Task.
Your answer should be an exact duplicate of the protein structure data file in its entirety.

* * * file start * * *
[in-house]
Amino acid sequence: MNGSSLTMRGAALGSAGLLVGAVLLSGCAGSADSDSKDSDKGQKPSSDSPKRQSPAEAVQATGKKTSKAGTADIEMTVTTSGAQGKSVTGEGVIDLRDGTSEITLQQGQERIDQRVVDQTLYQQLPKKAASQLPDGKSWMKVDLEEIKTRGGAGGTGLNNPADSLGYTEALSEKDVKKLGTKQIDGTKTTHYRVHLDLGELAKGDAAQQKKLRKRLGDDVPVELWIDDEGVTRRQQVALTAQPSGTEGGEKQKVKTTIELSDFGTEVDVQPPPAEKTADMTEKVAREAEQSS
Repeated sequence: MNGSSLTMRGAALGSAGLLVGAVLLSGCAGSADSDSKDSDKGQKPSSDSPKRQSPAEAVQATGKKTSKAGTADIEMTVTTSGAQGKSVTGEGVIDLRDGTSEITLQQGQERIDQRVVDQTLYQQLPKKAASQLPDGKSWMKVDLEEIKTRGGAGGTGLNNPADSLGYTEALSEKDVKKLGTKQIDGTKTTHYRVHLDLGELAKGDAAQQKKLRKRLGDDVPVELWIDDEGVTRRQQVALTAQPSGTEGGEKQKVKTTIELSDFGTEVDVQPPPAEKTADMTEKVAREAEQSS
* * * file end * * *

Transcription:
[in-house]
Amino acid sequence: MNGSSLTMRGAALGSAGLLVGAVLLSGCAGSADSDSKDSDKGQKPSSDSPKRQSPAEAVQATGKKTSKAGTADIEMTVTTSGAQGKSVTGEGVIDLRDGTSEITLQQGQERIDQRVVDQTLYQQLPKKAASQLPDGKSWMKVDLEEIKTRGGAGGTGLNNPADSLGYTEALSEKDVKKLGTKQIDGTKTTHYRVHLDLGELAKGDAAQQKKLRKRLGDDVPVELWIDDEGVTRRQQVALTAQPSGTEGGEKQKVKTTIELSDFGTEVDVQPPPAEKTADMTEKVAREAEQSS
Repeated sequence: MNGSSLTMRGAALGSAGLLVGAVLLSGCAGSADSDSKDSDKGQKPSSDSPKRQSPAEAVQATGKKTSKAGTADIEMTVTTSGAQGKSVTGEGVIDLRDGTSEITLQQGQERIDQRVVDQTLYQQLPKKAASQLPDGKSWMKVDLEEIKTRGGAGGTGLNNPADSLGYTEALSEKDVKKLGTKQIDGTKTTHYRVHLDLGELAKGDAAQQKKLRKRLGDDVPVELWIDDEGVTRRQQVALTAQPSGTEGGEKQKVKTTIELSDFGTEVDVQPPPAEKTADMTEKVAREAEQSS